Written by Alexandra Black MPH, RD, LDN, Health Promotion Manager, IHRSA
The title question was addressed during IHRSA’s first twitter chat last week. During the chat, we discussed some of the barriers that keep people from making exercise a regular habit, some of the things society is doing right –and wrong – to help create a more active culture, and how health clubs specifically could help make their communities more active. Overall great insights were shared, and a few themes emerged.
1. There are real challenges to becoming and staying active, but the cost of not doing so is too great to ignore.
Time is often the biggest challenge. Studies support this conclusion, finding that time is a major barrier to activity. Intimidation and lack of self-efficacy – the belief in one’s ability –can also be a large barrier to exercise, especially in a gym setting. And while these challenges are real and difficult, the mental and physical costs of remaining – or becoming – inactive are too great for individuals or society to ignore. Check out our previous BAYW post on barriers to exercise.
2. These challenges may be great, but we can overcome them.
In order for us to do so, images, marketing, and discussions around physical activity need to focus more on health and inclusivity and less on six pack abs. We need to meet people where they are and help them incorporate exercise into their daily life – by walking, climbing stairs, etc. This means creating a structural environment that is supportive of activity- meaning clean, level sidewalks; bike lanes; lit stairwells; and easy access to safe, convenient indoor and outdoor spaces to be active. Making activity a part of social and work life – building a support system – is also very important.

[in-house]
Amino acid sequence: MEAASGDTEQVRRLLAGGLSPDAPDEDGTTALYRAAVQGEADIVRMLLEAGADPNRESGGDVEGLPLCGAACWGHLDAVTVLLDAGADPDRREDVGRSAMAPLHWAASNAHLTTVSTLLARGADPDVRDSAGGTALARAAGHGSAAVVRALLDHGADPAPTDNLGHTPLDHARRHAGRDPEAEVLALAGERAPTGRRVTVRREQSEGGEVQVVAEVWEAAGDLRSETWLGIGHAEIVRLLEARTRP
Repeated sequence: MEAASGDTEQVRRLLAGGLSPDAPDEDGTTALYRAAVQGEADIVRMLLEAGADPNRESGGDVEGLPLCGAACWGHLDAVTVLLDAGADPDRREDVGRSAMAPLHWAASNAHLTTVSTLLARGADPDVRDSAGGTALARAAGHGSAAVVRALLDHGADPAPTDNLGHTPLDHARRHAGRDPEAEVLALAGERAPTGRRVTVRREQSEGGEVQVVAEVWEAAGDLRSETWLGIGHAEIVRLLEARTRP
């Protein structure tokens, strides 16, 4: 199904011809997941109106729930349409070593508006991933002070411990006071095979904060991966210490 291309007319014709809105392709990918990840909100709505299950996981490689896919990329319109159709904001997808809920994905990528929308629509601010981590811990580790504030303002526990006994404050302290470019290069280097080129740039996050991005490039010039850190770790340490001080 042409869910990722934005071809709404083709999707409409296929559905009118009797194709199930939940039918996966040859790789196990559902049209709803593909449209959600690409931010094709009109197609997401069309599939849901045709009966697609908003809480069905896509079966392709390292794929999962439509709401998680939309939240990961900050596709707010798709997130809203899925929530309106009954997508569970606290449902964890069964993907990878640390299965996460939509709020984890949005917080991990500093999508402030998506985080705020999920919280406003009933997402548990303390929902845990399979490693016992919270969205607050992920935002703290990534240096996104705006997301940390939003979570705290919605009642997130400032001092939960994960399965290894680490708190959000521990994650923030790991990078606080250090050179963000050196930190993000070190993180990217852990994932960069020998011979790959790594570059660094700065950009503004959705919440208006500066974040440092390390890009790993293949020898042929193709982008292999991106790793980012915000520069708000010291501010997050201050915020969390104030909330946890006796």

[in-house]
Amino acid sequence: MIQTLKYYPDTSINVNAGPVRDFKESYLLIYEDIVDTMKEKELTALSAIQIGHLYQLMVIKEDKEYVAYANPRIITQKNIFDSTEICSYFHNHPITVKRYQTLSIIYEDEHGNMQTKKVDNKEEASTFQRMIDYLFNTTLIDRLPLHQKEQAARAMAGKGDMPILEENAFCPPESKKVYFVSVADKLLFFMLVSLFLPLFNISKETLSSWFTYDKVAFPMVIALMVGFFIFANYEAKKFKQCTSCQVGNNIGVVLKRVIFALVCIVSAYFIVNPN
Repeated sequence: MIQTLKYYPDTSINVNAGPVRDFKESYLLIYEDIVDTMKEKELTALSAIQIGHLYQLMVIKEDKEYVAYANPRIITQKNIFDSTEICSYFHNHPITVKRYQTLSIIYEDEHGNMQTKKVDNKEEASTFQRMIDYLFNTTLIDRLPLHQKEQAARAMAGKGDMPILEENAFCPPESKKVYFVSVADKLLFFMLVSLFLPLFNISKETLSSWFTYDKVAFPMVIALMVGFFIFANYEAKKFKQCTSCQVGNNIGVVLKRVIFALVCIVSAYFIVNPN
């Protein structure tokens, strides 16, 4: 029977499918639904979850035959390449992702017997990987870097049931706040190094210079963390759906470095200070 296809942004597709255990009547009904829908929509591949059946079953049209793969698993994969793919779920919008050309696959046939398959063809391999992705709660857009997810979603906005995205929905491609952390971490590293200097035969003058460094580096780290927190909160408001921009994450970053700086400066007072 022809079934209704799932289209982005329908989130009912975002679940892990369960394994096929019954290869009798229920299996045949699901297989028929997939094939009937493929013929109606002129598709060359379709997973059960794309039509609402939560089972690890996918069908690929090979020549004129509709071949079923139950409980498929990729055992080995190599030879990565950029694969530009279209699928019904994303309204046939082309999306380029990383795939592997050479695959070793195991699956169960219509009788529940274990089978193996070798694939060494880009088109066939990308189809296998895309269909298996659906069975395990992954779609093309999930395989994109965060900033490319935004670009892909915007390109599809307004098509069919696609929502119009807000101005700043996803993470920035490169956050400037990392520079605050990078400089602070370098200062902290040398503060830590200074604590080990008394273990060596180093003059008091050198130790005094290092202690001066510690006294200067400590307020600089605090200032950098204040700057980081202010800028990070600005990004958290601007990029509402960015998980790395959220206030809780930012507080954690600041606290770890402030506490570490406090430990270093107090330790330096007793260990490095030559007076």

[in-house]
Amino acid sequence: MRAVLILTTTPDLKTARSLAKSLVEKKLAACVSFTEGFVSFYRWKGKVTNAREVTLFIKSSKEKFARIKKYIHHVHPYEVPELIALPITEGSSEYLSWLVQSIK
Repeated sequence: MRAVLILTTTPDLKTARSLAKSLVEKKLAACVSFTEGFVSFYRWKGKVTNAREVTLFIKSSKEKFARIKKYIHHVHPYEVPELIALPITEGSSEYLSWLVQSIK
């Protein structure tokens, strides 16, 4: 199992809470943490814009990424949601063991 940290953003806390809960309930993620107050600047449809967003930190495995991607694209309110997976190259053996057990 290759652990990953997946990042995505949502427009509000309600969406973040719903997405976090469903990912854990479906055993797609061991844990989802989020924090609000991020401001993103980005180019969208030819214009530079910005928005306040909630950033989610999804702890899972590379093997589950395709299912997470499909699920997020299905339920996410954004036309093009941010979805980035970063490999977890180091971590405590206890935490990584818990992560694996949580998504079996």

3. Society is getting a few things right when it comes to promoting activity, but we still have work to do.
Chat participants noticed a few things cities, towns, states, and workplaces are getting right, including more walkable and bikeable cities, celebration of real people’s success stories, and an increased recognition that exercise is about more than weight loss. Physical activity can benefit all aspects of health throughout the life span. Another key societal “win” is making exercise more inclusive and welcoming for all.
Despite this progress, we are still lacking in many areas, especially when it comes to our children. The need to educate young people, and bring physical education (PE) back to schools, was identified as an area in need of improvement. Today’s PE teaches the importance of physical activity, but ideally also the sheer joy of physical activity. Exercise should be a regular part of school, not an afterthought squeezed in a few times a week. The BAYW blog featured a post with tips on helping kids and teens get active at the beginning of the school year.
4. Health clubs provide a real opportunity to make exercise fun, accessible, safe, and successful in the community.
Health clubs can – and are – reaching outside their four walls to make their members and communities more active. From fun runs and challenges to collaborations with businesses and government entities, clubs are providing a variety of options to help create that culture of activity in their communities.
If you’re interested in the full content of the Twitter Chat, check out our recap on Storify.